Monday Motivation: The challenge of Voice

 In Monday Motivation, Richard Beynon's blog, Tips for Writers

I’ve started off the new year with a close and thorough examination of a list of the four hundred plus literary agents of the United Kingdom – in search of one who’d love to represent an autobiographical novel I wrote some years ago and which I’ve recently resurrected.

The list I’m working off includes some pointers to what at least some of the agents are looking for: what genres interest them, what books impress them, what authors they currently represent.

And, in some cases, what specifically they’re looking for in a story.

The overwhelming feature that agents appear to be seeking is – a powerful narrative voice. It’s more critical than strong characters, more appealing than an intricate plot (although those things are also, obviously important). It’s Voice with a capital V. That difficult-to-define personality of your storytelling.

During our inaugural Writers’ Circle meeting of the year last week, I talked about my trawling expedition – and expanded upon what I mean by “voice”.

It is, firstly, a personality distinctly different from your own – unless you’re writing an autobiography, or a memoir, in which case you’d like to harness your own, considered, voice. That personality is likely to be more articulate, wittier and more expansive than the voice your friends and family have grown used to, because you have more time to find the right word, the wittier riposte, the apt description, than you do in life.

If you’re writing fiction, your protagonist, of course, has her own voice. But if you’re writing in the first person, or from strict third person perspective of your protagonist, then your character’s voice could be identical or closely related to the narrative voice.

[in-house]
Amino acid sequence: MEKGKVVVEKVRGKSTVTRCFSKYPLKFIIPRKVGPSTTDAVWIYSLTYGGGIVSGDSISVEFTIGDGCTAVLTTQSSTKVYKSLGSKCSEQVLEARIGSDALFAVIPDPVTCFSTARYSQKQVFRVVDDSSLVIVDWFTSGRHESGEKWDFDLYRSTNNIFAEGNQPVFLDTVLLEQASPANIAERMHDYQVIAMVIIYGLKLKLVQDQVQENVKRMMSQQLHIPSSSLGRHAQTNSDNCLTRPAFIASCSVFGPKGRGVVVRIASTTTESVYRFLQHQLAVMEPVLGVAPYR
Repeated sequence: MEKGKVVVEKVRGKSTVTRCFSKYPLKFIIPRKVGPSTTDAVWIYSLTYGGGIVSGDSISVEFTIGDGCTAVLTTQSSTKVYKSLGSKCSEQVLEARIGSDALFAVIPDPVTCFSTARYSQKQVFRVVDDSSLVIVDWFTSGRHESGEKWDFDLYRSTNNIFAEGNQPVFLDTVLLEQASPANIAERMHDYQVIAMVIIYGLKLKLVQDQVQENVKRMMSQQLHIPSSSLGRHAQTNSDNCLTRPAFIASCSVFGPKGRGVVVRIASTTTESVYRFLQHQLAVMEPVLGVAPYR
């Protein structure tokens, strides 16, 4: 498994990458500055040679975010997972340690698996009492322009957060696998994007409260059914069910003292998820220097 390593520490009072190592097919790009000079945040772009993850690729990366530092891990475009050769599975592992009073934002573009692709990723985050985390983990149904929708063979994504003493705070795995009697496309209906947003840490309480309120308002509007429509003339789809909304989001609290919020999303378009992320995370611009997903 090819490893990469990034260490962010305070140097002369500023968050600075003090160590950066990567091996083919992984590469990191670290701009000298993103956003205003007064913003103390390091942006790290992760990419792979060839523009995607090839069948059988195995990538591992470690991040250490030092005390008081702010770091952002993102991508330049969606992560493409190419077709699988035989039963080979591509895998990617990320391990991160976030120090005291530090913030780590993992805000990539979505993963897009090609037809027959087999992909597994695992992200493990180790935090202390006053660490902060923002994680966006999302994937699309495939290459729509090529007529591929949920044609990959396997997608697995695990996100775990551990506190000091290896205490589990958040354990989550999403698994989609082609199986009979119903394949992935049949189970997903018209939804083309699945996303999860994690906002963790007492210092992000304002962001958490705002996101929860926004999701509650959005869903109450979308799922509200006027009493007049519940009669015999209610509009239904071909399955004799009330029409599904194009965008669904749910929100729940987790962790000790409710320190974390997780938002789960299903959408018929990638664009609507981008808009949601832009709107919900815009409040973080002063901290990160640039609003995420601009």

Whatever point of view you choose – first person or third person, closely attached or omniscient – your narrative voice will be, could be, less reliable than you, more flamboyant than you, it could be the voice of a bully, or the voice of his victim. It could be invariably cynical, or hyper-optimistic; orthodox or wildly rebellious.

In short, it will be a degree or two (or ten) more than you are. It will be striking. It will be remarkable, in the sense that readers will be prompted to remark on it. Above all, it will not be timid, or suburban, or beige.

In order to develop this voice, you must be prepared to take risks. And wherever there’s risk, there’s a chance of failure. In fact, the more ambitious your attempt, the more likely you’ll fail. That, of course, is where Sam Becket’s advice is so valuable: “Ever tried. Ever failed. No matter. Try again. Fail again. Fail better.”

But your new narrative voice will inevitably be more and more familiar to you (“Fail better”). And there will come a time when it will be second nature. And those agents will be falling over themselves to represent you.

But here’s the thing: once you’ve perfected the voice required to tell this story, you’ll need to start developing another voice to tell that one.

Are you up to the challenge?

Happy writing,

Richard

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